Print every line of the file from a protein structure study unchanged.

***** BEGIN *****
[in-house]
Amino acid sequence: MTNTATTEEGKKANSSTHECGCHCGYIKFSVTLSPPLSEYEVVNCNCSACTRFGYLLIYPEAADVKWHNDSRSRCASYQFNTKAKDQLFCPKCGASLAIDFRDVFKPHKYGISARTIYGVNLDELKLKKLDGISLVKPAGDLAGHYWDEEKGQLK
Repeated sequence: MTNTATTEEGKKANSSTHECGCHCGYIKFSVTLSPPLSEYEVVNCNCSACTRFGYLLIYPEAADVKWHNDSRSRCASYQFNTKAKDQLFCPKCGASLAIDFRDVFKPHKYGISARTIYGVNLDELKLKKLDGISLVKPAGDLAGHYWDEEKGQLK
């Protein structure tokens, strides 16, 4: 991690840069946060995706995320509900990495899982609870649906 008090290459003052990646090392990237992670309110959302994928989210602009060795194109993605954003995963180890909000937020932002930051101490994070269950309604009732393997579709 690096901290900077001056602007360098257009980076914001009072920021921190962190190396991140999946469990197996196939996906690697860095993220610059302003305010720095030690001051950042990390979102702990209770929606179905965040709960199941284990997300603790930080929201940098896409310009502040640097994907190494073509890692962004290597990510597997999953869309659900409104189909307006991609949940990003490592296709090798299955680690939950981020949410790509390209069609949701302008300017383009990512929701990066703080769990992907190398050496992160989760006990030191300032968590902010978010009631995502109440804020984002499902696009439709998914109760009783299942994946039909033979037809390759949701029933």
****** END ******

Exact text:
[in-house]
Amino acid sequence: MTNTATTEEGKKANSSTHECGCHCGYIKFSVTLSPPLSEYEVVNCNCSACTRFGYLLIYPEAADVKWHNDSRSRCASYQFNTKAKDQLFCPKCGASLAIDFRDVFKPHKYGISARTIYGVNLDELKLKKLDGISLVKPAGDLAGHYWDEEKGQLK
Repeated sequence: MTNTATTEEGKKANSSTHECGCHCGYIKFSVTLSPPLSEYEVVNCNCSACTRFGYLLIYPEAADVKWHNDSRSRCASYQFNTKAKDQLFCPKCGASLAIDFRDVFKPHKYGISARTIYGVNLDELKLKKLDGISLVKPAGDLAGHYWDEEKGQLK
């Protein structure tokens, strides 16, 4: 991690840069946060995706995320509900990495899982609870649906 008090290459003052990646090392990237992670309110959302994928989210602009060795194109993605954003995963180890909000937020932002930051101490994070269950309604009732393997579709 690096901290900077001056602007360098257009980076914001009072920021921190962190190396991140999946469990197996196939996906690697860095993220610059302003305010720095030690001051950042990390979102702990209770929606179905965040709960199941284990997300603790930080929201940098896409310009502040640097994907190494073509890692962004290597990510597997999953869309659900409104189909307006991609949940990003490592296709090798299955680690939950981020949410790509390209069609949701302008300017383009990512929701990066703080769990992907190398050496992160989760006990030191300032968590902010978010009631995502109440804020984002499902696009439709998914109760009783299942994946039909033979037809390759949701029933």